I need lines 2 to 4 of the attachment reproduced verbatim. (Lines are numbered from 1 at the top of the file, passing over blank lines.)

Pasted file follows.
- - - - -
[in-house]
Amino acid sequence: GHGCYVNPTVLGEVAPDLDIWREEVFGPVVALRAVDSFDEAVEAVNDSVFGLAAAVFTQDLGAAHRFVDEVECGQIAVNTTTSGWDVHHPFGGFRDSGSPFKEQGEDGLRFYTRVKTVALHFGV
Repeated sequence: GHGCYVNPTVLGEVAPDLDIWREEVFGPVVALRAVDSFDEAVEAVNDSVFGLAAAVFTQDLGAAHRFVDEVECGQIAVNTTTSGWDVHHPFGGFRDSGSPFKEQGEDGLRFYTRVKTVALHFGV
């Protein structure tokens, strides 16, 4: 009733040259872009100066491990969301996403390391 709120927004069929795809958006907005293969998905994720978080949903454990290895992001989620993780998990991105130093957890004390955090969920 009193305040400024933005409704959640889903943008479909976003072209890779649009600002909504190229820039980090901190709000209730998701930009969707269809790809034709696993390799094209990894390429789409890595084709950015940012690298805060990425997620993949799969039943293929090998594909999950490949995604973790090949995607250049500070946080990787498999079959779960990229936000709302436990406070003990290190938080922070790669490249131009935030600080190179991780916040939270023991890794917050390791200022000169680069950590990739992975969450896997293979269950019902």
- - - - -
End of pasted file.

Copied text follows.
Amino acid sequence: GHGCYVNPTVLGEVAPDLDIWREEVFGPVVALRAVDSFDEAVEAVNDSVFGLAAAVFTQDLGAAHRFVDEVECGQIAVNTTTSGWDVHHPFGGFRDSGSPFKEQGEDGLRFYTRVKTVALHFGV
Repeated sequence: GHGCYVNPTVLGEVAPDLDIWREEVFGPVVALRAVDSFDEAVEAVNDSVFGLAAAVFTQDLGAAHRFVDEVECGQIAVNTTTSGWDVHHPFGGFRDSGSPFKEQGEDGLRFYTRVKTVALHFGV
């Protein structure tokens, strides 16, 4: 009733040259872009100066491990969301996403390391 709120927004069929795809958006907005293969998905994720978080949903454990290895992001989620993780998990991105130093957890004390955090969920 009193305040400024933005409704959640889903943008479909976003072209890779649009600002909504190229820039980090901190709000209730998701930009969707269809790809034709696993390799094209990894390429789409890595084709950015940012690298805060990425997620993949799969039943293929090998594909999950490949995604973790090949995607250049500070946080990787498999079959779960990229936000709302436990406070003990290190938080922070790669490249131009935030600080190179991780916040939270023991890794917050390791200022000169680069950590990739992975969450896997293979269950019902």